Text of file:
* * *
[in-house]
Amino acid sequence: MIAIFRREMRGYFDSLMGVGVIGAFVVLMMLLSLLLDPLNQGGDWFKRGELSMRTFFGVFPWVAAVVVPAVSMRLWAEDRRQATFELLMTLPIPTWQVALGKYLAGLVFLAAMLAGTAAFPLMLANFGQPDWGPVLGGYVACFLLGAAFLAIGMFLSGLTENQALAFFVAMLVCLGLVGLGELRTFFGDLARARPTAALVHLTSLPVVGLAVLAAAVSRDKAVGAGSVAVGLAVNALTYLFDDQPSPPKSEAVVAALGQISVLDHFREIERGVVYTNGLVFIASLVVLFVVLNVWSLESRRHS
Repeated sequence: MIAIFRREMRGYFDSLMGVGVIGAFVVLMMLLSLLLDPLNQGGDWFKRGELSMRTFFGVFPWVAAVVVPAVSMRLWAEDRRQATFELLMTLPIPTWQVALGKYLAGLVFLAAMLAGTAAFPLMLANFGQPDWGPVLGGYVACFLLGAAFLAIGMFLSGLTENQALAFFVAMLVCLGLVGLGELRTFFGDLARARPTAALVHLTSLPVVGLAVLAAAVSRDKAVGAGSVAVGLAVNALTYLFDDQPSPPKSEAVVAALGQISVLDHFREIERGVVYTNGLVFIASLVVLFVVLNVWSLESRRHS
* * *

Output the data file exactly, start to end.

[in-house]
Amino acid sequence: MIAIFRREMRGYFDSLMGVGVIGAFVVLMMLLSLLLDPLNQGGDWFKRGELSMRTFFGVFPWVAAVVVPAVSMRLWAEDRRQATFELLMTLPIPTWQVALGKYLAGLVFLAAMLAGTAAFPLMLANFGQPDWGPVLGGYVACFLLGAAFLAIGMFLSGLTENQALAFFVAMLVCLGLVGLGELRTFFGDLARARPTAALVHLTSLPVVGLAVLAAAVSRDKAVGAGSVAVGLAVNALTYLFDDQPSPPKSEAVVAALGQISVLDHFREIERGVVYTNGLVFIASLVVLFVVLNVWSLESRRHS
Repeated sequence: MIAIFRREMRGYFDSLMGVGVIGAFVVLMMLLSLLLDPLNQGGDWFKRGELSMRTFFGVFPWVAAVVVPAVSMRLWAEDRRQATFELLMTLPIPTWQVALGKYLAGLVFLAAMLAGTAAFPLMLANFGQPDWGPVLGGYVACFLLGAAFLAIGMFLSGLTENQALAFFVAMLVCLGLVGLGELRTFFGDLARARPTAALVHLTSLPVVGLAVLAAAVSRDKAVGAGSVAVGLAVNALTYLFDDQPSPPKSEAVVAALGQISVLDHFREIERGVVYTNGLVFIASLVVLFVVLNVWSLESRRHS